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Boris Johnson Insists G7 Can Engage With The Taliban After Failing To Persuade US To Extend Withdrawal Deadline

4 min read

Boris Johnson has said the G7 has a “roadmap” to deal with the Taliban after Joe Biden dismissed a push from the group of leaders to extend the deadline for US troops to leave Afghanistan.

The US President’s decision means it is virtually impossible for the main airport in Kabul to continue to be used by Britain and other Western countries to bring back thousands of refugees now at risk of reprisal from Islamic insurgents.

After chairing a virtual meeting of world leaders this afternoon the prime minister said they have agreed “not just a joint approach to dealing with the evacuation, but also a roadmap for the way in which we're going to engage with the Taliban, as it probably will be a Taliban government in Kabul”.

"The number one condition we're setting as G7 is that they have got to guarantee, right the way through, through August 31 and beyond, safe passage for those who want to come out," Johnson said in a statement to media following the summit. 

"Some will say that they don't accept that and some, I hope, will see the sense of that, because the G7 has very considerable leverage – economic, diplomatic and political.”

But he admitted he had failed to convince Biden to keep the remaining US soldiers beyond the end of the month, meaning evacuations from Hamid Karzai airport will likely end.

There is concern there will be a lack of co-operation by the Taliban, leading to increased violence, if troops remain in Kabul beyond the current deadline. 

"The UK alone has taken 9,000 people out of Kabul, I think 57 flights – huge, huge effort by our military," Johnson said.

"We will go on right up until the last moment that we can. But you have heard what the President of the United States has had to say, you have heard what the Taliban have said.

"I think you have got to understand the context in which we're doing this, we're confident we can get thousands more out.

"But the situation at the airport is not getting any better, there are public order issues, it's harrowing scenes for those who are trying to get out, and it's tough for our military as well."

Biden addressed his fellow leaders at the meeting of the G7, which also includes Canada, France, Germany, Italy and Japan, for around seven minutes, after which an official from his administration told reporters the US was keeping to its existing timetable to withdraw the final 7,000 troops.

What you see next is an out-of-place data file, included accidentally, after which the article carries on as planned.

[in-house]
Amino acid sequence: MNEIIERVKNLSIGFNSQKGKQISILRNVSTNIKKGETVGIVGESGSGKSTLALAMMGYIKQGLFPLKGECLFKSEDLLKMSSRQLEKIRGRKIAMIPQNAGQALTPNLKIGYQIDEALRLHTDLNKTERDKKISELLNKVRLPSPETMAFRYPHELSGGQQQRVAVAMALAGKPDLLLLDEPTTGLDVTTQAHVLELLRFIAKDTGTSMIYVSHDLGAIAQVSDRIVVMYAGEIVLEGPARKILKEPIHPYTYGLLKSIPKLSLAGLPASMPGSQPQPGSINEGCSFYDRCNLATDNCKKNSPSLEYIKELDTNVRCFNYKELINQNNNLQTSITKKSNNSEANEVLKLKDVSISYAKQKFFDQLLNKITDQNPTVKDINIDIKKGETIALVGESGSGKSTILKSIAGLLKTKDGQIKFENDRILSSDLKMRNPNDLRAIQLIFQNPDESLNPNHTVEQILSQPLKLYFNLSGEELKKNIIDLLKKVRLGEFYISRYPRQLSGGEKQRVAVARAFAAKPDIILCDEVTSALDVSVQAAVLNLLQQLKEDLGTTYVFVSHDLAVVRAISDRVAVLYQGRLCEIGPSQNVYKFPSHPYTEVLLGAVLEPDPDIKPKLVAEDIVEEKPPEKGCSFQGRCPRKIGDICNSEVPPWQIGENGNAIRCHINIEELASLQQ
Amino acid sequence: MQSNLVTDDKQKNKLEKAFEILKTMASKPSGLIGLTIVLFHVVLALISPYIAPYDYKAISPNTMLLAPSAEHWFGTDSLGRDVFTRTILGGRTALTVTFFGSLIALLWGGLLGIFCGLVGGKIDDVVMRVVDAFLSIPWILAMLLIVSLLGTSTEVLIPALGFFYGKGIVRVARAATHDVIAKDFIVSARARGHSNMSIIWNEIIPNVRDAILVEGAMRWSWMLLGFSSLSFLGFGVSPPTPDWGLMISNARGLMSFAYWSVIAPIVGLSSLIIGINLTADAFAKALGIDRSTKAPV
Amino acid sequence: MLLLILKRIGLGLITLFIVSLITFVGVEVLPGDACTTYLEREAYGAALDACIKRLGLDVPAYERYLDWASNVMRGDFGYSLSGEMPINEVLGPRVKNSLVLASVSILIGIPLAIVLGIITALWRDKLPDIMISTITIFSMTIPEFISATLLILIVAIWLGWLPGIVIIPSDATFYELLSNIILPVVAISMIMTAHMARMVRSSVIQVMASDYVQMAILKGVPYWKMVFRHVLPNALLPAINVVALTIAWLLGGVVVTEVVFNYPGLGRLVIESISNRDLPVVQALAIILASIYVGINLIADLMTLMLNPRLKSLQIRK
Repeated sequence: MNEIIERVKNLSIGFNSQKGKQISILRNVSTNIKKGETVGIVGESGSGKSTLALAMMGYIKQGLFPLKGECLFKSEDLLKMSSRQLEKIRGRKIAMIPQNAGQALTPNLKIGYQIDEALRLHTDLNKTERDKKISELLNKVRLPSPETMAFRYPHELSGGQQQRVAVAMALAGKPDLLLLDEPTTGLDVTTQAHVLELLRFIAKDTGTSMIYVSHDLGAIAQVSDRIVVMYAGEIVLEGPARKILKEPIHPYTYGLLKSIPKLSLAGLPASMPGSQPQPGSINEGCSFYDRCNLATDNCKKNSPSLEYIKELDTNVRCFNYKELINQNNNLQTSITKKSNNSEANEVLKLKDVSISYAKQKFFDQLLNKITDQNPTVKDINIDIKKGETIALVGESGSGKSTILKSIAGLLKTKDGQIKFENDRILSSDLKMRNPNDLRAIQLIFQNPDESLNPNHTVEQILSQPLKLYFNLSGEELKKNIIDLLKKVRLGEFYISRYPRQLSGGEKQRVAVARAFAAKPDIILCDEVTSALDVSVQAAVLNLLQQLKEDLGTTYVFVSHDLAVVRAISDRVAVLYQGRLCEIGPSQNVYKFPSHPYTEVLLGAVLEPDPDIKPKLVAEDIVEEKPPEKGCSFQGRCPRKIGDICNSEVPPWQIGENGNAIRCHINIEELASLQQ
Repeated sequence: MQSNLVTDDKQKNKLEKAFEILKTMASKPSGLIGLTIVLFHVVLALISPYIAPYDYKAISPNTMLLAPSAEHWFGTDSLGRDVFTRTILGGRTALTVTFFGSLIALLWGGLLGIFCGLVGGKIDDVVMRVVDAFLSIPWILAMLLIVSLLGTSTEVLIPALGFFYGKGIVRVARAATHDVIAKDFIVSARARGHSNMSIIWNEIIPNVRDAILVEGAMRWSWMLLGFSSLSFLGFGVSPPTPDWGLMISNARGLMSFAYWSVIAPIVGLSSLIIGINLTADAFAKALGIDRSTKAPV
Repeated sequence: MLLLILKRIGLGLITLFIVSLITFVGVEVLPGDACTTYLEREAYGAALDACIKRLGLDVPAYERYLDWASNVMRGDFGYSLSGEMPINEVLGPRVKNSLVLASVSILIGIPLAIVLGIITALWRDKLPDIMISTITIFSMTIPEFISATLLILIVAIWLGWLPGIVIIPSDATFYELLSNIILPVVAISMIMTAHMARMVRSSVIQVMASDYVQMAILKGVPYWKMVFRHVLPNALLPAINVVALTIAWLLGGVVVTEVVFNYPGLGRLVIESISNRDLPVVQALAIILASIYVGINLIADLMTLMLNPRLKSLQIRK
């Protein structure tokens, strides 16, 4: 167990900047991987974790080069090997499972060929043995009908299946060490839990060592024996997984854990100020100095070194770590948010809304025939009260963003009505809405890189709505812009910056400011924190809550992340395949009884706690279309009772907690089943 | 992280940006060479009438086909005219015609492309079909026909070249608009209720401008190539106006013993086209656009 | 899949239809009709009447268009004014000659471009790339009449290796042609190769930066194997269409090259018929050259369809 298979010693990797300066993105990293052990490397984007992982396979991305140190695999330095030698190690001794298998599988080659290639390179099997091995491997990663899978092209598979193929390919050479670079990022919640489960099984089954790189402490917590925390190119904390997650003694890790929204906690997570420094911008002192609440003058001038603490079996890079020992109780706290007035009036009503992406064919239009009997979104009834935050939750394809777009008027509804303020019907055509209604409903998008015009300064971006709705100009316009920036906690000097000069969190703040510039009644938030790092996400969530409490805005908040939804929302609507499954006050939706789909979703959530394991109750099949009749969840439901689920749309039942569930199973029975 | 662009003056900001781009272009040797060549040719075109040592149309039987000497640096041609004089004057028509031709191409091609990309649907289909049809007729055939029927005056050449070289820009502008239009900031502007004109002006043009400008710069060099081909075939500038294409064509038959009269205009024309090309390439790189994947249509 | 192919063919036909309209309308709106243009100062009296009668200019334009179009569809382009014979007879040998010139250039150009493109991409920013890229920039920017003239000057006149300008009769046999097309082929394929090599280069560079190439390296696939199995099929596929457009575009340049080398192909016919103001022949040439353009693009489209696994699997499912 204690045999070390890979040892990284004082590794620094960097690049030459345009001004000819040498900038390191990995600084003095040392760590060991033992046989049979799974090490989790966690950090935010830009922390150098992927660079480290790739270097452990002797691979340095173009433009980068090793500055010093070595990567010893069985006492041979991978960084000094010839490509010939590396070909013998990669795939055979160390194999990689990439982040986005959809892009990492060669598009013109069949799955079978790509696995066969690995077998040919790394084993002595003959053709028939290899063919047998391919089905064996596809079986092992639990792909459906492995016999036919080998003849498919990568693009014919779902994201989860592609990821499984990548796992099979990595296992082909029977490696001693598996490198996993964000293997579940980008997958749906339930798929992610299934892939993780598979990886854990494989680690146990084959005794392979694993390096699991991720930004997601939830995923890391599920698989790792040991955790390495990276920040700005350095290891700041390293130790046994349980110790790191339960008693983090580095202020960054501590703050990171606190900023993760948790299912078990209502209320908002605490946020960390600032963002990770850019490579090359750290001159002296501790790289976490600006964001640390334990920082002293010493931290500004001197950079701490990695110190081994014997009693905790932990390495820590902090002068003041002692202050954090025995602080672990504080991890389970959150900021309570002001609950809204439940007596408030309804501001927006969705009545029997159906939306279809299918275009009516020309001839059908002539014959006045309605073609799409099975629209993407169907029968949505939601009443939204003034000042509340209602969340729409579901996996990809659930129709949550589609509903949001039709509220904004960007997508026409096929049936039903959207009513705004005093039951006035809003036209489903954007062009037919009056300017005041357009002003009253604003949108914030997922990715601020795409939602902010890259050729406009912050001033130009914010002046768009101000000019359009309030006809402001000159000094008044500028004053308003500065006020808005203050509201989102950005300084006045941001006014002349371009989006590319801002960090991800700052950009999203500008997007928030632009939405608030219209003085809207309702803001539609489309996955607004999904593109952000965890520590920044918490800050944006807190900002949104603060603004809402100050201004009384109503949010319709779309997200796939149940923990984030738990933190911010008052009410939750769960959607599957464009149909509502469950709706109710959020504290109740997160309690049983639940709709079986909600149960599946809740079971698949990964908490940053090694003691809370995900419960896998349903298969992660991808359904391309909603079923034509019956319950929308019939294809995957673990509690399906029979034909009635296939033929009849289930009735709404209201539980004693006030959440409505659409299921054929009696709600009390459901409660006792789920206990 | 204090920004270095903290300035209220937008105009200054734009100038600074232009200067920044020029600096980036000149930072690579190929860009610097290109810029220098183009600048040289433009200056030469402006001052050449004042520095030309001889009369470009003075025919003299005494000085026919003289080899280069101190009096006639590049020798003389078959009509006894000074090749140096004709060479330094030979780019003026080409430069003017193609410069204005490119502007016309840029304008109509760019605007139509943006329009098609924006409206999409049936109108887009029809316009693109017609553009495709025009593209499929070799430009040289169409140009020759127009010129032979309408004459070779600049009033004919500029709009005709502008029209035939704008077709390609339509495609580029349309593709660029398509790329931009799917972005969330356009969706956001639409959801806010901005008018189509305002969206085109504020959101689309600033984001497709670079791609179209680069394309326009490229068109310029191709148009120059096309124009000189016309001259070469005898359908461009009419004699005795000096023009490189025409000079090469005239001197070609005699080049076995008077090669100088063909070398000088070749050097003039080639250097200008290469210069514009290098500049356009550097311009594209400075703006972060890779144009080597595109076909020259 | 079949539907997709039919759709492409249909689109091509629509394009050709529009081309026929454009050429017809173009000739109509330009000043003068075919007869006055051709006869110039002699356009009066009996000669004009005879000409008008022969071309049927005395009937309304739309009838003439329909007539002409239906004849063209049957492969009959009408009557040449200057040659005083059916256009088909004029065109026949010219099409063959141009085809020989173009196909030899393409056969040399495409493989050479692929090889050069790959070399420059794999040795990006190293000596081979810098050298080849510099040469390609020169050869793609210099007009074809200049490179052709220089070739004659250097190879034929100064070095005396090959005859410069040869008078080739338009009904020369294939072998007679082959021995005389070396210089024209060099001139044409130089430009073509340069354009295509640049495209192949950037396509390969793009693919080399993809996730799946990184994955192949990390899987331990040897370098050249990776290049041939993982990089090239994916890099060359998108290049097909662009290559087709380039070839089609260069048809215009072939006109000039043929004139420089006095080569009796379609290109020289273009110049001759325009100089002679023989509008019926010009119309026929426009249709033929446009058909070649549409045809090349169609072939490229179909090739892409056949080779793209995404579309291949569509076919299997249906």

Taliban spokesman Zabihullah Mujahid told a press conference this afternoon that no evacuations from Afghanistan will be permitted after the August 31 deadline.

"August 31 is the time given and after that it's something that is against the agreement," he said.

"All people should be removed prior to that date. After that we do not allow them, it will not be allowed in our country, we will take a different stance.”

The Pentagon spokesman John Kirby earlier reiterated that the US military is still planning a full withdrawal by the end of the month.

"There's been no change to the timeline of the mission," he said.

This morning defence secretary Ben Wallace conceded an extension to the deadline for pulling out the remaining troops is “unlikely”.

“Not only because of what the Taliban has said but if you look at the public statements of President Biden I think it is unlikely," he told Sky News. "It is definitely worth us all trying and we will."

Wallace insisted it would not be appropriate to try to secure Kabul airport with UK troops after the US pulls out, telling BBC Radio 4's Today programme: "It's not about effectively whether I could fly in thousands of troops and secure the airport.

"Yes I could do that, I could probably secure the airport for a few months, or maybe a year or two.

"But for what purpose? For them to be shot at, attacked, people not to get to the airport and to trigger just a permanent fight? I don't think that is a solution."

Sir Mark Lyall Grant, a former national security adviser, said it was "totally unrealistic" to think there could be an extension to the deadline without the Taliban's consent.

"The Taliban could stop this evacuation process in one hour's time if they started firing missiles at departing planes, if they lobbed a mortar into the airport," he told BBC Radio 4's World at One.

"So this evacuation is happening with the cooperation of the Taliban.”

There are already “credible" reports of the Taliban carrying out summary executions, according to UN Human Rights High Commissioner Michelle Bachelet.

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